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2. The agreement among the member communities of the regional school district provided for the apportionment of costs among them, for the certification by the district treasurer to the treasurer of each member of the amounts so apportioned, and for the payment of the certified amounts so that at least twenty-five per cent of the annual share would be paid by April 1, fifty per cent by June 1, seventy-five per cent by September 1, and one hundred per cent by December 1. The agreement does not explicitly provide for the situation of a disputed apportionment, but the regional school argues with force that the operation of the school would be enormously hampered if funds were withheld pending resolution of such disputes. Compare G. L. c. 59, Sections 64, 65, requiring payment of taxes as a condition precedent to appeal. See Assessors of New Braintree v. Pioneer Valley Academy, Inc. 355 Mass. 610 , 616-617 (1969). The other communities involved in the same dispute, it asserts, followed the proper course by paying the amounts apportioned to them and litigating their propriety.

We think the governing rule is provided by the statute authorizing creation of the regional school. St. 1962, c. 703, as amended by St. 1963, c. 682, and St. 1964, c. 605. Section 8 of that statute provides that each municipality shall appropriate the certified amounts, and that in the event of failure to pay within the time specified in the agreement "the district school committee shall invoke the provisions" of G. L. c. 71, Section 34. This confers upon the regional school standing to bring a bill under G. L. c. 71, Section 34, and under Section 34 the court may order the city to provide the amount of any deficiency "and in its discretion may order it to provide an additional amount equal to twenty-five per cent of the deficiency." Regional Dist. Sch. Comm. of the Bridgewater-Raynham Regional Sch. Dist. v. Bridgewater 347 Mass. 289 , 293 (1964). Under Section 8 the city treasurer "shall pay" the amount appropriated or ordered to be raised by court decree "at the time or times specified in the agreement." We think prompt payment was properly ordered despite the pendency of any appeal. G. L. c. 214, Sections 21, 22. In no other way could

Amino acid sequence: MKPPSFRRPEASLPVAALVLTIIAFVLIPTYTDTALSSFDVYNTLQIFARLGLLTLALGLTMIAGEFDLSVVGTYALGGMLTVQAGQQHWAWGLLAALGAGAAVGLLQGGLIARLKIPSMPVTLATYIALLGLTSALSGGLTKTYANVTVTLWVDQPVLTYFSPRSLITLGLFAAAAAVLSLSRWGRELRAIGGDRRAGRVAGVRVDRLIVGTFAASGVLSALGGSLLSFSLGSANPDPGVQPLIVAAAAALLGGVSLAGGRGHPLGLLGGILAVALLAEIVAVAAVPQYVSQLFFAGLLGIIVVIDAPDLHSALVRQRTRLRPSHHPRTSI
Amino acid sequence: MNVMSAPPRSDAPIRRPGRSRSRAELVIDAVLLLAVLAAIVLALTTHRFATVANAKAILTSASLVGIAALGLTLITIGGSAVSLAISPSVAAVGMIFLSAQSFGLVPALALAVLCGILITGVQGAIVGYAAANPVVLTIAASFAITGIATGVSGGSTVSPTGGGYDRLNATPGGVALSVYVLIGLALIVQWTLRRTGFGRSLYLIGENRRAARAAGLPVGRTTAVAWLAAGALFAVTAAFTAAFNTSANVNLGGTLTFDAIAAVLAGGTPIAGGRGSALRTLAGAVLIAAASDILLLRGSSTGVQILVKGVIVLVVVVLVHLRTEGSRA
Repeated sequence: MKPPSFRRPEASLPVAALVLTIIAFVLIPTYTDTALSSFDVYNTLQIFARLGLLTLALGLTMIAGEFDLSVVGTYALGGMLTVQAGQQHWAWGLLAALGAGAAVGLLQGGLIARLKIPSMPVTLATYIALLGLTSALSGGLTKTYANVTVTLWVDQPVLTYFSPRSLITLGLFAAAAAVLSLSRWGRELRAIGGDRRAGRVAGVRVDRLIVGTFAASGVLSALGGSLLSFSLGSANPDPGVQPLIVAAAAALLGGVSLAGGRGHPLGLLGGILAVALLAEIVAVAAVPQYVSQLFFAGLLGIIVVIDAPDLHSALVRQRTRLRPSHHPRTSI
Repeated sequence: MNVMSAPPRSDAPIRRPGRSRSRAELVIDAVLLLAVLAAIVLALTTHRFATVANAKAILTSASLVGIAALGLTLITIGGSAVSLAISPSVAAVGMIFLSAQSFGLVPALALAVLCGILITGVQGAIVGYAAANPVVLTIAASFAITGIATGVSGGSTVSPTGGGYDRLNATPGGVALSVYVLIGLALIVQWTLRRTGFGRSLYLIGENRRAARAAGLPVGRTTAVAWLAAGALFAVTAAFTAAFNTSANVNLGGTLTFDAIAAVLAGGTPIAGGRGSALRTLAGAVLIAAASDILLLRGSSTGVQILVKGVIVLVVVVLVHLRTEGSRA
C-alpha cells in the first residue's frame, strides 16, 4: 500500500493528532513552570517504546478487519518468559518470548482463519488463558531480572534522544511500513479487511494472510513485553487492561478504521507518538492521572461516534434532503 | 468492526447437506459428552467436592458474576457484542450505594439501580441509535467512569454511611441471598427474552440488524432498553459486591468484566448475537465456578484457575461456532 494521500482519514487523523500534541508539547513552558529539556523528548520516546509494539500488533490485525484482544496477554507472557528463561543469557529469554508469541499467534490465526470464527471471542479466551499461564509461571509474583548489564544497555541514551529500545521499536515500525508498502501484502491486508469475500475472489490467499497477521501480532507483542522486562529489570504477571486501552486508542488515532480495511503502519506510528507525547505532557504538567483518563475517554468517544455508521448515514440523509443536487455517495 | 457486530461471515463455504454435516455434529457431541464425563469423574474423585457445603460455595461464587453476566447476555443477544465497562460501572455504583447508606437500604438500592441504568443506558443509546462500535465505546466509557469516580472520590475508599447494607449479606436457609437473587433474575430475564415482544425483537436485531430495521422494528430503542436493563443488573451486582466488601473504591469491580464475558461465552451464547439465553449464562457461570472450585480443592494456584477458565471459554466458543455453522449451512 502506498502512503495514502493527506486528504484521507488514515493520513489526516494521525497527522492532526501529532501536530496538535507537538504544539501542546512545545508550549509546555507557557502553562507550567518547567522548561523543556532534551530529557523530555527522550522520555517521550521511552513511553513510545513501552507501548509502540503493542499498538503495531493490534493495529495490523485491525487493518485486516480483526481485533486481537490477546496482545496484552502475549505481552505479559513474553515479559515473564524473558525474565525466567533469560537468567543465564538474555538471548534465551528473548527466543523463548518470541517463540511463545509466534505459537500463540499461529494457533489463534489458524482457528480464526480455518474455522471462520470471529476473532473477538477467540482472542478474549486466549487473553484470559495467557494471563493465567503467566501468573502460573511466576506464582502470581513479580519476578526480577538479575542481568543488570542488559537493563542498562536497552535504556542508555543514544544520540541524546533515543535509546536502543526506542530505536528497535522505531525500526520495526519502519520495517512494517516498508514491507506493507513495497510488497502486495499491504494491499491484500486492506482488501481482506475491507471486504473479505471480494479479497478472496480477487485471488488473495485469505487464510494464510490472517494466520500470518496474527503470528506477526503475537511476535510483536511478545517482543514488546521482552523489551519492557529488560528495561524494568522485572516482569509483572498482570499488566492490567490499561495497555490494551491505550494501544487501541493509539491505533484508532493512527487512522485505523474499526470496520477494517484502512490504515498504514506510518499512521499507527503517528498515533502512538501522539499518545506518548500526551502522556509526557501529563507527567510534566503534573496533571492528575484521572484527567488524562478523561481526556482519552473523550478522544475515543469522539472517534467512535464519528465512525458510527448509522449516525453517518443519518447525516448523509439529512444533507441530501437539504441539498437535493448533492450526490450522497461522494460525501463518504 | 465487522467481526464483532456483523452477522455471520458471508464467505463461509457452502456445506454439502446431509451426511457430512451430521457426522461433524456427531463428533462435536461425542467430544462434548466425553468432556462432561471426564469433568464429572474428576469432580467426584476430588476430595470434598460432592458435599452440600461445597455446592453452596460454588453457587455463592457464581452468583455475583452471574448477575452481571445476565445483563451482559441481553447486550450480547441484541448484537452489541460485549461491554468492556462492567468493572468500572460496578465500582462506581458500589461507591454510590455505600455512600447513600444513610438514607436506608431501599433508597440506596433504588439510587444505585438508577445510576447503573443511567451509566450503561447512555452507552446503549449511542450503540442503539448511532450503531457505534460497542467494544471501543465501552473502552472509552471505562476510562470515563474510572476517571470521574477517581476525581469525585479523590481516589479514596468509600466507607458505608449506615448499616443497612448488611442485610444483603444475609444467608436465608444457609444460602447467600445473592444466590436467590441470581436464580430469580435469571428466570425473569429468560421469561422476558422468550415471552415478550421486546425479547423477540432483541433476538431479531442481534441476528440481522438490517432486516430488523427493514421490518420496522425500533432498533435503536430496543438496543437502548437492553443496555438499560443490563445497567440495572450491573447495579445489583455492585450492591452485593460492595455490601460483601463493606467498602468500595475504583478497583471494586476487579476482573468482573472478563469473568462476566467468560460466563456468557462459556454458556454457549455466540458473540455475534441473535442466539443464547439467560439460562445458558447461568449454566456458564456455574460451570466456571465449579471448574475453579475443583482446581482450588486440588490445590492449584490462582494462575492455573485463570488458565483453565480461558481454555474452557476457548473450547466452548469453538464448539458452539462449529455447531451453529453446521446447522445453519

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the statutory objective of accomplishing the school's budgeted program be carried out. See Bell v. North Reading, 363 Mass. 505 , 512-513 (1973).

3. In general, governmental bodies must pay interest on contractual obligations where interest would be charged against a private person, but we have not awarded interest on statutory obligations owed by one governmental body to another. Compare Kerrigan v. Boston, 361 Mass. 24 , 34 (1972), with School Comm. of Boston v. Board of Educ. 363 Mass. 20 , 31-32 (1973). In the present case there is an obligation which is both contractual and statutory, but the remedy for deficiency in payment is statutory and exclusive. See Bell v. North Reading, supra, at 509. We have not discovered any case under G. L. c. 71, Section 34, in which interest was awarded, and such an award seems superfluous in view of the provision for a twenty-five per cent penalty. The judge in the present case did not award the penalty, and we think the statute did not authorize the award of interest.

4. The final decree is to be modified to add a declaration that it was the duty of the city to pay the amount apportioned to it at the times specified in the agreement, to strike out the award of interest, and to direct the repayment to the city of interest paid by it. As so modified the final decree is affirmed.

So ordered.